Review by Victoria Large
Posted on 19 June 2012
Source Warner bros. DVD
But all the clocks in the city
Began to whirr and chime:
‘O let not Time deceive you,
You cannot conquer Time.’
There is a certain sense of relief that comes with revisiting a beloved film and discovering that it’s just as good as you remembered. That perhaps holds particularly true of films about youthful romance, which somehow seem more likely to lose their luster as time passes. (Or at least, as their audience grows up.) So it is with joy and relief that I tell you that director Richard Linklater’s Before Sunrise remains an enchanting film some seventeen years after its initial release. In fact, in some ways the intervening years have only increased the poignancy of a film so preoccupied with the transience of life.
Before Sunrise tells the story of Jesse and Celine, an American guy and a French girl, both in their twenties, who meet on a train and agree to spend the night exploring Vienna together before Jesse flies back to the United States. That’s almost it in terms of action – most of the scenes simply involve Jesse and Celine talking – but it’s more than enough. And right from the beginning, the question of time hovers over the couple. They only have one night, of course, but Jesse also persuades Celine to come with him by invoking her possible future:
Jump ahead. Ten, twenty years, okay? And you’re married. Only your marriage doesn’t have that same energy that it used to have, you know. You start to blame your husband. You start to think about all those guys you’ve met in your life, and what might have happened if you picked up with one of them. Right? Well I’m one of those guys. That’s me. So think of this as time travel from then to now, to find out what you’re missing out on. See, what this really could be is a gigantic favor to both you and your future husband, to find out that you’re not missing out on anything.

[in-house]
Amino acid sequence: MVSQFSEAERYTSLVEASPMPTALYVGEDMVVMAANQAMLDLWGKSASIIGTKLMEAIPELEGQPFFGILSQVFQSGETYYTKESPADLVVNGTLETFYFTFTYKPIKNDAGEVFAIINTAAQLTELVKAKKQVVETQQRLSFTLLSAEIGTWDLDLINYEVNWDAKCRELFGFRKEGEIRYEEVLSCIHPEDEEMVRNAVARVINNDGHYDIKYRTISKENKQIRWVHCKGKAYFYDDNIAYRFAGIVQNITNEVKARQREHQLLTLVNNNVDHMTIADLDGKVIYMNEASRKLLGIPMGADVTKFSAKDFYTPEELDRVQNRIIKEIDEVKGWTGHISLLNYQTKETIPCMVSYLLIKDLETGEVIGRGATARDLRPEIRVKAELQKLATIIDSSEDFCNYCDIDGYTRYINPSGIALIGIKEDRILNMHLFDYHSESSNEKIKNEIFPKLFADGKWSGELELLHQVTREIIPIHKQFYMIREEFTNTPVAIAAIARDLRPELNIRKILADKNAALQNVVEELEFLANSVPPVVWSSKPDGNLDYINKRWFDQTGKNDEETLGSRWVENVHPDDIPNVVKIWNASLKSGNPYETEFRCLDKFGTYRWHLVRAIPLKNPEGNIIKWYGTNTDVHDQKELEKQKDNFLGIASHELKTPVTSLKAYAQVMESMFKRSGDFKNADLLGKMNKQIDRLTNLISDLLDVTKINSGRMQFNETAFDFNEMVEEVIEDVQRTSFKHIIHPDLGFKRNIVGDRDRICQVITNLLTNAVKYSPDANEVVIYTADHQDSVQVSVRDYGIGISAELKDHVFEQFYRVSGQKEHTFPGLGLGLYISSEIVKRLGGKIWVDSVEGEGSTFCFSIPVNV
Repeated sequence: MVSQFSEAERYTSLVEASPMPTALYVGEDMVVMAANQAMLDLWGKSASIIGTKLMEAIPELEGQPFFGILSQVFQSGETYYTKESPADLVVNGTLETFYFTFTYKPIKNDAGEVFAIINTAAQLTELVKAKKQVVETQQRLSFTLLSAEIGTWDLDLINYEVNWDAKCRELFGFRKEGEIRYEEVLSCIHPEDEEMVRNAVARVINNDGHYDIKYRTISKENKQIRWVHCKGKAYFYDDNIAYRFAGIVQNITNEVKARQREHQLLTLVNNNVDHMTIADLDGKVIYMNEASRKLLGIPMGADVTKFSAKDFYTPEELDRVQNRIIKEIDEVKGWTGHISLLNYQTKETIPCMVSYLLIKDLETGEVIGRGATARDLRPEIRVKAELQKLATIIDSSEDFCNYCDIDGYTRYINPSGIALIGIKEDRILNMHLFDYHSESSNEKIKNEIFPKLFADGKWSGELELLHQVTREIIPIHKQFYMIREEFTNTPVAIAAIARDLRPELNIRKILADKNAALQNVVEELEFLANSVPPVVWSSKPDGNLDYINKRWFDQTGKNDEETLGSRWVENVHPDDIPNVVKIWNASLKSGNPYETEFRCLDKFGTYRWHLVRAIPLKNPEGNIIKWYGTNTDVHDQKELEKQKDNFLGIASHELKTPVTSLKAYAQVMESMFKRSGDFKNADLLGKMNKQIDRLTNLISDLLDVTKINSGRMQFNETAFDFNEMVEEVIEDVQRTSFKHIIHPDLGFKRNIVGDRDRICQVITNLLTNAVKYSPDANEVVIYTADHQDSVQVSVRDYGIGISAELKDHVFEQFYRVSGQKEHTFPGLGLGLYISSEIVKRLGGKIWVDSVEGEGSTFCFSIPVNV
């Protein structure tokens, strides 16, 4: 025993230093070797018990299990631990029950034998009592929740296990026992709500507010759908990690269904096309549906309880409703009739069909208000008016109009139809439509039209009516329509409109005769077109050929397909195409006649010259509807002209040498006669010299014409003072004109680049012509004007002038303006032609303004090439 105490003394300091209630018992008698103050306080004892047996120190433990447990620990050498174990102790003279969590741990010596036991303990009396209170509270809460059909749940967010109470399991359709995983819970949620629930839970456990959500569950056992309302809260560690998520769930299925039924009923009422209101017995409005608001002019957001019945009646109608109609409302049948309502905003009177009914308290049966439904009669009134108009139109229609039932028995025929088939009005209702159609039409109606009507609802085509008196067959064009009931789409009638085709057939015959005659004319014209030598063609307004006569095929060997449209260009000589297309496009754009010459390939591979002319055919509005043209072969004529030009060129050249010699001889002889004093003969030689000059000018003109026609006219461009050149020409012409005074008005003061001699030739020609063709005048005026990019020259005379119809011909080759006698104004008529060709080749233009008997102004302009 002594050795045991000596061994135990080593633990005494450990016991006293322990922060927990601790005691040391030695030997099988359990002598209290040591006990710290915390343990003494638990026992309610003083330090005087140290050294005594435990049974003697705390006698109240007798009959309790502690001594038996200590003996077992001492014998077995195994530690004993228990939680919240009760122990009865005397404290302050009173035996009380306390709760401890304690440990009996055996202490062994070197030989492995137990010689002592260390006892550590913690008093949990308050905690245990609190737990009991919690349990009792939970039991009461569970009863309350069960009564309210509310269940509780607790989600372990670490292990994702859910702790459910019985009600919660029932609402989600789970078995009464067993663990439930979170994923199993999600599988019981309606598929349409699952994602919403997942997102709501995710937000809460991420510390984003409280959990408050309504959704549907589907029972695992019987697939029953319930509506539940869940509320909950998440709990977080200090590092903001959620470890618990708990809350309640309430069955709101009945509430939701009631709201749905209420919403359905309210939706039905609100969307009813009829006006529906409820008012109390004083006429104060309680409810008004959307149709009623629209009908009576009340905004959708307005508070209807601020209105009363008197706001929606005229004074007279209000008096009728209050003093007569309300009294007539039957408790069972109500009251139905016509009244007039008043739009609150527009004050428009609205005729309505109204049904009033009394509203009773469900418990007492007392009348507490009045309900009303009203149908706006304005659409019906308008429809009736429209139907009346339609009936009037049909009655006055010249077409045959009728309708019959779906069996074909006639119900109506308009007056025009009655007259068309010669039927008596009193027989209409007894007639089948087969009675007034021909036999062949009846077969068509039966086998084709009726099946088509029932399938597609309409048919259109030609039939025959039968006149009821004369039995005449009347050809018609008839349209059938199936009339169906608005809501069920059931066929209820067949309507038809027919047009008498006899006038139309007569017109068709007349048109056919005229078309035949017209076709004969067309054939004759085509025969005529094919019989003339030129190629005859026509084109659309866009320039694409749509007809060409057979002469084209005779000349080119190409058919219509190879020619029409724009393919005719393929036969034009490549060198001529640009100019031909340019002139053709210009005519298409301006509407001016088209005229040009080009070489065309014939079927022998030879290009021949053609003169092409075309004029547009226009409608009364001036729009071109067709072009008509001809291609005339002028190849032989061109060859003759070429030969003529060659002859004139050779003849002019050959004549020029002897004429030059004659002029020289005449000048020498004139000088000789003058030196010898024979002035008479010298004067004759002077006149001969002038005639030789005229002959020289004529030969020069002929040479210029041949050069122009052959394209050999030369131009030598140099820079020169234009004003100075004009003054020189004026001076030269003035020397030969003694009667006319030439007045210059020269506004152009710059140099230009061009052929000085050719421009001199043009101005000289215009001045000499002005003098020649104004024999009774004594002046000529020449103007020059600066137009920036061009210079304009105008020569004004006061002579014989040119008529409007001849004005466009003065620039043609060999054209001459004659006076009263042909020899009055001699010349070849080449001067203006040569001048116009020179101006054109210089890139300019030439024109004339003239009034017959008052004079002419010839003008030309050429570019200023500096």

In this scene and elsewhere, the film both celebrates the youth and spontaneity of its characters, and acknowledges that youth, and beauty, and love, have a heartbreaking tendency to fade. Yet the film deals with this reality not with melodrama but rather with a lovely wistfulness that lingers not unpleasantly after it’s over.
The pair speak to each other in the unguarded and uncommonly candid way that travelers sometimes fall into with strangers who they don’t expect to meet again, covering everything from (terrible) ideas for TV shows to first crushes. They cycle back to the same big topics again and again: ambition, aging, love, loss, magic, and death. The tone is thoughtful and even dreamy, but never ponderous; the film moves with a gentle free-associative flow that feels natural.
Indeed, Linklater displays a rare knack for staging spontaneous, romantic moments that actually feel spontaneous and romantic. Jesse and Celine kiss for the first time at the top of a glittering Ferris wheel, and it doesn’t feel hokey, perhaps because of the tentative way that they move toward each other, or the lack of any dramatic swell of music on the soundtrack. There are other moments of similar charm and authenticity, including a bit where the young paramours dance to harpsichord music that they overhear through a window, and an early scene where the pair stand in a listening booth at a record store, each attempting to steal glimpses of the other while shyly avoiding direct eye contact.
Julie Delpy and Ethan Hawke are so well cast as Jesse and Celine that it’s difficult to imagine other actors in their roles. Celine, an old soul who imagines her life as the collective memories of an elderly woman on her deathbed, is a perfect part for an actress of Delpy’s powerful screen presence and keen intelligence; while cynical, philosophical Jesse is an archetypal role for the slouchily charismatic Hawke. Of course, it’s their chemistry that sells us on the story: whether sharing their hopes and fears or just a charged silence, they make us believe in their connection.
The couple makes a grandly romantic promise in the end, and we know that they might not keep it, and that at any rate; they probably won’t have many other nights as headily romantic as the one that we witness here. They will get older. They will likely be disappointed, if not with one another, then with themselves. But rather than cast a pall over the proceedings, the sense that we’ve caught up with these characters during one fleeting, perfect interlude in their inevitably imperfect lives only heightens the film’s sense of urgency, and indeed, its fragile beauty.